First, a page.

Get Eleazar of Worms essential facts below. View Videos or join the Eleazar of Worms discussion. Add Eleazar of Worms to your PopFlock.com topic list for future reference or share this resource on social media.
Eleazar of Worms ( ) (c. 1176-1238), or Eleazar ben Judah ben Kalonymus, also sometimes known today as Eleazar Rokeach ("Eleazar the Perfumer" ) from the title of his Book of the Perfumer (Sefer ha rokeah ?)--where the numerical value of "Perfumer" (in Hebrew) is equal to Eleazar, was a leading Talmudist and Kabbalist, and the last major member of the Hasidei Ashkenaz, a group of German Jewishpietists.
Massacre of the Jews of Metz during the First Crusade, by Auguste Migette.
According to the Jewish Encyclopedia, Eleazar underwent great sufferings during the Crusades. The Jewish Encyclopedia states that on the night of 22 Kislev, 1196, he was engaged in his commentary on Genesis (Eleazar relates that he had reached the parashahVayeshev), when two Crusaders entered his house and killed his wife Dulca (Dolce), his two daughters Belet (Belette) and Hannah, and wounded him and his son Jacob who did not escape. His wife had conducted a business in parchment scrolls in order to support the family and enable him to devote all his time to study. Many of the piyyutim he authored protest at Israel's suffering and hope for redemption and revenge against her tormentors. He also recorded the deaths of his family in a moving and poetic eulogy.
Eleazar developed a vigorous activity in many directions. On the one hand, he was a Talmudist of vast erudition, a liturgist gifted with a clear and easy style, and an astronomer, and was well versed in the sciences open to the Jews of Germany at that time. At the same time, he was an adventurous mystic who experienced visions, seeing legions of angels and demons. He exerted himself to spread mystical systems which went far beyond the conceptions of the classical authors of Jewish esoterica. In his mystical works he developed and gave a new impulse to the mysticism associated with the letters of the alphabet. By the gematria and notarikon systems of interpretation found in the Talmud, Eleazar invented new combinations by which miracles could be performed. The haggadicanthropomorphism which he had combated in his earlier works (Ha-Ro?ea?,Sha'are ha-Sod weha-Yi?ud) occupied later the foremost place in his mystical writings.
Eleazar's great merit therefore lies not only in his new mystical system, but also in his ethical works. In these he shows greatness of soul and a piety bordering upon asceticism. Though so severely tried by fate, he inculcates cheerfulness, patience, and love for humanity. He died at Worms in 1238.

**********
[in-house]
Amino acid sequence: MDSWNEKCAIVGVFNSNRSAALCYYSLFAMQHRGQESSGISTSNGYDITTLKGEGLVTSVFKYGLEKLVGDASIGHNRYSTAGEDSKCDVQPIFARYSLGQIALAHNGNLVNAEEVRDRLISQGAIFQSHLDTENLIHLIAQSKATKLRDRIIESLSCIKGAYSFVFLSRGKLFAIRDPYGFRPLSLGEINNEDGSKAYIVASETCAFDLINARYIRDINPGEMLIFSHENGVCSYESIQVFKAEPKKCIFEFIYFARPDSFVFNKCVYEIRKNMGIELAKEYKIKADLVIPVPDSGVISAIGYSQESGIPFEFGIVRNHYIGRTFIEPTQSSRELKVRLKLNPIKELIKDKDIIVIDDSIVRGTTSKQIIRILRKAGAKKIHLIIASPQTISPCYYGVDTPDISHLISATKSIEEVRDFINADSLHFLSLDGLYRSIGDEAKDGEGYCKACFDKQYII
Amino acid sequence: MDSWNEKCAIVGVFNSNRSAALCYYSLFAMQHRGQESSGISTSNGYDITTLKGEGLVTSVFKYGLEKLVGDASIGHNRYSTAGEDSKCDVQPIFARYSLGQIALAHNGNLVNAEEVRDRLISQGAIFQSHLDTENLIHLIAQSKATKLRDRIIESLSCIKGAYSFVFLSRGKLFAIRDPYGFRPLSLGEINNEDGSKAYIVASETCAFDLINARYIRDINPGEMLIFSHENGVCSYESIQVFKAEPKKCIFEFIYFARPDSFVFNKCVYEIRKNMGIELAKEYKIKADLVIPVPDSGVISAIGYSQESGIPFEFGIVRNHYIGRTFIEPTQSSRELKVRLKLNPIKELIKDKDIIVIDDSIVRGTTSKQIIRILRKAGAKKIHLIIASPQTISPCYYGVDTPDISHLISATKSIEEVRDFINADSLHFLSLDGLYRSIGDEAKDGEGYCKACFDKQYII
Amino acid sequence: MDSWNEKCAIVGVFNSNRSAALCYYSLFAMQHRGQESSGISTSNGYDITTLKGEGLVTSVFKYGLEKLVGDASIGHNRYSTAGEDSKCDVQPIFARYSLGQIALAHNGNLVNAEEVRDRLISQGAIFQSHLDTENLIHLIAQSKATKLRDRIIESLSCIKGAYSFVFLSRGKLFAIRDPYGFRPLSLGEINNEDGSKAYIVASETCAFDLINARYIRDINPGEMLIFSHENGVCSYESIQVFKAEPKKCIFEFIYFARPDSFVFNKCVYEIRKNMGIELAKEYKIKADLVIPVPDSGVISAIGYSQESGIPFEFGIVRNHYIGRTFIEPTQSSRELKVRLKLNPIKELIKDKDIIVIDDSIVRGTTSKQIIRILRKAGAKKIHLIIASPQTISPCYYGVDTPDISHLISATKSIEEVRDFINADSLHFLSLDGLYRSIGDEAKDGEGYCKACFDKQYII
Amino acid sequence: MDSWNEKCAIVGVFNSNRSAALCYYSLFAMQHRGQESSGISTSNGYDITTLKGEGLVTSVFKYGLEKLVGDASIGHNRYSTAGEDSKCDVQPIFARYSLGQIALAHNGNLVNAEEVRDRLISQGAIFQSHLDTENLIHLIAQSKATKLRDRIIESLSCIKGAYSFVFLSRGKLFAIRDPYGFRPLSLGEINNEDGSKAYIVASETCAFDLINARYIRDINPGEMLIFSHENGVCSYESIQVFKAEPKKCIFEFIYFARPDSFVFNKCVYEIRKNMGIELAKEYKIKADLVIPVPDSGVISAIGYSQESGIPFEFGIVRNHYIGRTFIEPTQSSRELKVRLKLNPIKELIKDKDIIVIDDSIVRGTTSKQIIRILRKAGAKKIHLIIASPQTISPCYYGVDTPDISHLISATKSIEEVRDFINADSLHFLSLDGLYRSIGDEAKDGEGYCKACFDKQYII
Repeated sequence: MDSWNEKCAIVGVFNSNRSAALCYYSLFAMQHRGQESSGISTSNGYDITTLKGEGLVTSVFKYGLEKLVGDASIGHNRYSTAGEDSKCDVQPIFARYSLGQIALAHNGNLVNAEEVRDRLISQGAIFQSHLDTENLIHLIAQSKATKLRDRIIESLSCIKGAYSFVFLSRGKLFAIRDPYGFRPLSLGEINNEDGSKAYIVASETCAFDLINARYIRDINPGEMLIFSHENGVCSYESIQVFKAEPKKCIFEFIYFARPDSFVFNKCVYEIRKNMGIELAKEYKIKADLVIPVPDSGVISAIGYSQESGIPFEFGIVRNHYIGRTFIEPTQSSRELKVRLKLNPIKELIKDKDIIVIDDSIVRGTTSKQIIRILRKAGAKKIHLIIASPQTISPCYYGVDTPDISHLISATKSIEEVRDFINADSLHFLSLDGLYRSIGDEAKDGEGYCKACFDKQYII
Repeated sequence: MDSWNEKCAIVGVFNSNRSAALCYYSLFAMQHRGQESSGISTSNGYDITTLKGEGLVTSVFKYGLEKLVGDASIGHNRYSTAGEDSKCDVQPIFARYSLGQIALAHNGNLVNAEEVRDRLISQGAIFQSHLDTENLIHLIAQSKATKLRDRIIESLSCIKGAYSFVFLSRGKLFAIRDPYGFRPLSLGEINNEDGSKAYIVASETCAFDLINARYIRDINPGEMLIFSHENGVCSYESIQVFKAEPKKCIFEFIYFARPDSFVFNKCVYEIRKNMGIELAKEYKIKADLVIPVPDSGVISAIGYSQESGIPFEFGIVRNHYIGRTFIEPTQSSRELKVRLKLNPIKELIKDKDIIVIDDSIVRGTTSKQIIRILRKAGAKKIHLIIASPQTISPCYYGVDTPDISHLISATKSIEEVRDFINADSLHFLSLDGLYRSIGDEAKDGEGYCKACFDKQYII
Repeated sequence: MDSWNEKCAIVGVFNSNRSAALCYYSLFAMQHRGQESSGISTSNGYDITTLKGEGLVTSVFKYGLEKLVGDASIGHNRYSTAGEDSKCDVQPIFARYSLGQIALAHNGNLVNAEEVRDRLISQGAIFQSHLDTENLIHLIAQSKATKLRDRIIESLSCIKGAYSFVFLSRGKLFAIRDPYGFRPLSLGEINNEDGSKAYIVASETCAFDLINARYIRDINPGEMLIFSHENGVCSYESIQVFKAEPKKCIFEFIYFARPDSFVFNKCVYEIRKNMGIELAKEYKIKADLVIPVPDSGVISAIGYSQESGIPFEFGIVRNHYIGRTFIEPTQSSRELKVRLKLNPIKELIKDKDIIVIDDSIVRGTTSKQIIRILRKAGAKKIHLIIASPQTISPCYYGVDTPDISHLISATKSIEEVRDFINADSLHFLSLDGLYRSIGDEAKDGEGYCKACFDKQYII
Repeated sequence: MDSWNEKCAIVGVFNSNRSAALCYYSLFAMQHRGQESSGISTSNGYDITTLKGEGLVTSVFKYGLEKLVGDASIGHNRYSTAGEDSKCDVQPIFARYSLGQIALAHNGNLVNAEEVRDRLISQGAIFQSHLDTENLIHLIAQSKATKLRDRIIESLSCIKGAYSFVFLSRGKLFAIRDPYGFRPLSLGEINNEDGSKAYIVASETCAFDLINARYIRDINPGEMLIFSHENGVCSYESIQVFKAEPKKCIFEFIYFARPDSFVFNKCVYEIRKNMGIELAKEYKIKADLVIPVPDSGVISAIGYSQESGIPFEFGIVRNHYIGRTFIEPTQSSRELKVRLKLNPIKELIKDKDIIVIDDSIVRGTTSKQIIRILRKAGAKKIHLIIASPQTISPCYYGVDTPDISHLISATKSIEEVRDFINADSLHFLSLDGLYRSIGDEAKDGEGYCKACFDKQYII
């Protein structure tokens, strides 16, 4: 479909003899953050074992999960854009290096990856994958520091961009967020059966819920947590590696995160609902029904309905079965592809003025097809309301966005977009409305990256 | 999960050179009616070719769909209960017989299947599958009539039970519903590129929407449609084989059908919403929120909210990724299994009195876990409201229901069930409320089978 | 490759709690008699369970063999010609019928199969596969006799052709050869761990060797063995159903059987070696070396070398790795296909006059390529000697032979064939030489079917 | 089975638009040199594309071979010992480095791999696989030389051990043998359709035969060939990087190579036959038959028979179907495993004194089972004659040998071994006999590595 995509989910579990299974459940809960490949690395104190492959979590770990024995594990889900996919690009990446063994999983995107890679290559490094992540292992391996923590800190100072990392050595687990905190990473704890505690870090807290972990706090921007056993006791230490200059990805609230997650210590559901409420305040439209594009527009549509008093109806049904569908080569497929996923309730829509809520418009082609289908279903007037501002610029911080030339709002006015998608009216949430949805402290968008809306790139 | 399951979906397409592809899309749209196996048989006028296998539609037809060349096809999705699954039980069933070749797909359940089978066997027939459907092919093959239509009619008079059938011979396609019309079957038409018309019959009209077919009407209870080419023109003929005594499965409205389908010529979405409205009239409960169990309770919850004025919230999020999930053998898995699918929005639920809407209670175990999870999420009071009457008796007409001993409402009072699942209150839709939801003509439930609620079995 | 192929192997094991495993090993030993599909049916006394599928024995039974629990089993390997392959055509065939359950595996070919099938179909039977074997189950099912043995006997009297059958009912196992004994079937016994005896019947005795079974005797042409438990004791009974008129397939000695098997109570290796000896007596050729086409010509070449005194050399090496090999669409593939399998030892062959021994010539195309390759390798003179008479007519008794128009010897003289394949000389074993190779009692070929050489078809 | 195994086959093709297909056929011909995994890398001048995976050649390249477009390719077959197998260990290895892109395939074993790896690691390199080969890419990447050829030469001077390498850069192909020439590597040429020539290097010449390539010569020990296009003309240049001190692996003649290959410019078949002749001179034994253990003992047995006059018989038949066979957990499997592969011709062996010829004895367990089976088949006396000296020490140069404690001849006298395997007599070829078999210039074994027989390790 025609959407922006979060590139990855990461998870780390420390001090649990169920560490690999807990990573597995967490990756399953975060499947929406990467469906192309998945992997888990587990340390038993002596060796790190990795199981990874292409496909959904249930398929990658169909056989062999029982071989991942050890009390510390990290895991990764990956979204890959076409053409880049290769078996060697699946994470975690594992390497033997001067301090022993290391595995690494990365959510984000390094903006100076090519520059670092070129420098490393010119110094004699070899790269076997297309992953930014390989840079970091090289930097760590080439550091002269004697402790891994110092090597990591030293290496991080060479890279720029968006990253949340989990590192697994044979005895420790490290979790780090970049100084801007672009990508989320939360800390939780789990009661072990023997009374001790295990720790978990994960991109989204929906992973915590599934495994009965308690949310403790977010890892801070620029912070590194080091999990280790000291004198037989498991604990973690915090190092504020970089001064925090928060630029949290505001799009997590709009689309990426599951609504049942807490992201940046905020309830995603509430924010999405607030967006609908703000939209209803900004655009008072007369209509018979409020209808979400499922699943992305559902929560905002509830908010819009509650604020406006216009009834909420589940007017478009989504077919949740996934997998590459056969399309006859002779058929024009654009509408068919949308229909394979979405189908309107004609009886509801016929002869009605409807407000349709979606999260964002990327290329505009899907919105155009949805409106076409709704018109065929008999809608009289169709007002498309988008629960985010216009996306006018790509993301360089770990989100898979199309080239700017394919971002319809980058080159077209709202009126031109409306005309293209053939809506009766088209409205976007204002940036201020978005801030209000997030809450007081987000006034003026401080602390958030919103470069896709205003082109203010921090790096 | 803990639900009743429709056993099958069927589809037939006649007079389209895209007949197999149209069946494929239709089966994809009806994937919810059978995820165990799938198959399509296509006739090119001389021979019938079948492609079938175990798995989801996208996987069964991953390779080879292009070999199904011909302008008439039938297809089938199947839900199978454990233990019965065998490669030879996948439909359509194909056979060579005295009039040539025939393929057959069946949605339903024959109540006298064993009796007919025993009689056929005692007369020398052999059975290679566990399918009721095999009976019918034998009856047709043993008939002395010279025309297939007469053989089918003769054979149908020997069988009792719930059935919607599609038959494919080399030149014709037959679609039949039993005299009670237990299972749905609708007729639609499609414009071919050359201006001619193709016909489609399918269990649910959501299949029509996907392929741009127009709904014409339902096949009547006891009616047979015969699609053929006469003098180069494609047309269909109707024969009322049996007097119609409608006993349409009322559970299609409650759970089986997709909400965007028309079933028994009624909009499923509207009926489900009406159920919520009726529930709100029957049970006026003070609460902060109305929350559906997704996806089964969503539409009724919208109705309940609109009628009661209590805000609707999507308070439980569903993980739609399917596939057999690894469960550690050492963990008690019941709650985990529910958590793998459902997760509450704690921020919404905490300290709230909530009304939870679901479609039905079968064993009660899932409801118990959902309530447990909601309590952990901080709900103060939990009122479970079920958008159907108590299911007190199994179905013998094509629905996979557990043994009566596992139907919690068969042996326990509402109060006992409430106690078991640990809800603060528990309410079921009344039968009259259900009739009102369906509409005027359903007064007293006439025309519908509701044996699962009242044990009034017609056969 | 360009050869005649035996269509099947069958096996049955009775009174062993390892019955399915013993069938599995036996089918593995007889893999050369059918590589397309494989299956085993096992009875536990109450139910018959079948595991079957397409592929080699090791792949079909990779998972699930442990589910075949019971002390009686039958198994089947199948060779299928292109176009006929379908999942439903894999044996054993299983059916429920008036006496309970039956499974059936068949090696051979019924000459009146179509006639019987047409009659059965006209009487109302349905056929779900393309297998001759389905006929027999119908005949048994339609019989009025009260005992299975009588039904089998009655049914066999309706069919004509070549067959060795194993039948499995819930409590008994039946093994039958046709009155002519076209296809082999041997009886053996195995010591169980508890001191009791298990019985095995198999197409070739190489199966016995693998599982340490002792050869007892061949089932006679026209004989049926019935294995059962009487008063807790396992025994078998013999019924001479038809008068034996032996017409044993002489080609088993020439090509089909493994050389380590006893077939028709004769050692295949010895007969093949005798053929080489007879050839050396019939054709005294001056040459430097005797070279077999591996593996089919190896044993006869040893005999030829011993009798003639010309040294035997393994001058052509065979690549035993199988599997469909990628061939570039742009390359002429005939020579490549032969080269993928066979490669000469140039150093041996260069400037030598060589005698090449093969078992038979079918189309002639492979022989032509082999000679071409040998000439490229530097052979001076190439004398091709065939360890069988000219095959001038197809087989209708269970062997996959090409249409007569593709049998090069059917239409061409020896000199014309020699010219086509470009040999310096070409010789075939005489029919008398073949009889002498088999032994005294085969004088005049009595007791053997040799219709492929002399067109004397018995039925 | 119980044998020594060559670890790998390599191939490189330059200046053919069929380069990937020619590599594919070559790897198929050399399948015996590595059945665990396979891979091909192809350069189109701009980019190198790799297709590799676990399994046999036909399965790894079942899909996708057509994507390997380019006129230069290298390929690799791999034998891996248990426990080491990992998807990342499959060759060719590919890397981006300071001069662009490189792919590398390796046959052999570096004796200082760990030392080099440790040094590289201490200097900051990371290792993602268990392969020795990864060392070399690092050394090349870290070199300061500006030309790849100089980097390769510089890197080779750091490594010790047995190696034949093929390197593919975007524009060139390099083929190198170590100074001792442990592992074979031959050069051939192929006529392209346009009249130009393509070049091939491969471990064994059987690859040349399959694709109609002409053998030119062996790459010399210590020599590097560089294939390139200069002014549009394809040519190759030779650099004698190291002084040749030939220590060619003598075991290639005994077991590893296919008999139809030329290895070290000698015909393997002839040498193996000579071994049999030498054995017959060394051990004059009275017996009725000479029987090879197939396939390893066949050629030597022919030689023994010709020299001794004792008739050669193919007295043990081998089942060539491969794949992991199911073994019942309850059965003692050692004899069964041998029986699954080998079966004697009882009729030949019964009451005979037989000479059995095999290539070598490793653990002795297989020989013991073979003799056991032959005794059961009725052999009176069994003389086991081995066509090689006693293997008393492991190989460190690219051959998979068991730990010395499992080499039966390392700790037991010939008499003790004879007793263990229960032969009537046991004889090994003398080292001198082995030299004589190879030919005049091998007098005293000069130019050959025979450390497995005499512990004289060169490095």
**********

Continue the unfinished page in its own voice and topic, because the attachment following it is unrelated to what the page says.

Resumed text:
Ha-Ro?ea?, ("The Perfumer"), a halachic guide to ethics and Jewish Law for the common reader. The title derives from the numerical value of the word , which corresponds to that of . The book is divided into 497 paragraphs containing halachot and ethics; first published at Fano, 1505.
Moreh ?aa'im, or Seder ha-Kapparot, on penitence and confession of sin, first published at Venice, 1543. This work, which is included in the Hilkot Teshubah of the Ha-Ro?ea?, has been reproduced many times under various titles. It appeared under the title Darke Teshubah at the end of the responsa of Meir of Rothenburg in the Prague edition; as Inyane Teshubah, or Seder Teshubah, in the Sephardic ritual of 1584; as Yesod Teshubah, with additions by Isaac ben Moses Elles, first published in 1583; as Yore ?aa'im ba-Derek; and as Sefer ha-Kapparot. The title adopted here is the same as that given in the Kol Bo, in which the work was reproduced.
Sefer ha-?ayyim, treating of the unity of God, of the soul and its attributes, and of the three stages (recognized by the ancients as "plant, animal, and intellectual") in man's life.
Perush 'al Sefer Ye?irah, a commentary on the Sefer Yetzirah, being extracts from Shabbethai Donnolo's commentary. Fragments of this work were first published at Mantua in 1562, later in several other places; a complete edition was printed at Przemysl, 1883.
Midrash we-Perush 'al ha-Torah, mystical commentary on the Pentateuch, mentioned by Azulai, recently printed by klugman.
Sha'are Binah, in which, interpreting Biblical verses by the system of gema?riyyot, he shows the origin of many haggadot of the Talmud. This work is frequently quoted by Solomon al-?abi?, in his Manot ha-Lewi.
Shi'ur Komah, a commentary on the Shi'ur Komah, the Pir?e de-Rabbi Yishma'el, and the Merkabah (MS. Michael).
Sefer ha-?okmah, mystical treatise on the various names of God and of angels, and on the seventy-three "Gates of the Torah", ? ?.
Sefer ha-Shem, mystical dissertations on the names of twenty-two letters, with a table of permutations (Neubauer, ib. No. 1569, 4).
Eser Shemot, commentary on the ten names of God (MS. Michael, No. 175).
Sode Raza, a treatise on the mysteries of the "Merkabah." Part of this work was published at Amsterdam in 1701, under the title Sefer Razi'el ha-Gadol. In the introduction the editor says that he decided to publish this book after having seen that the greater part of it had been produced in French under the title Images des Lettres de l'Alphabet.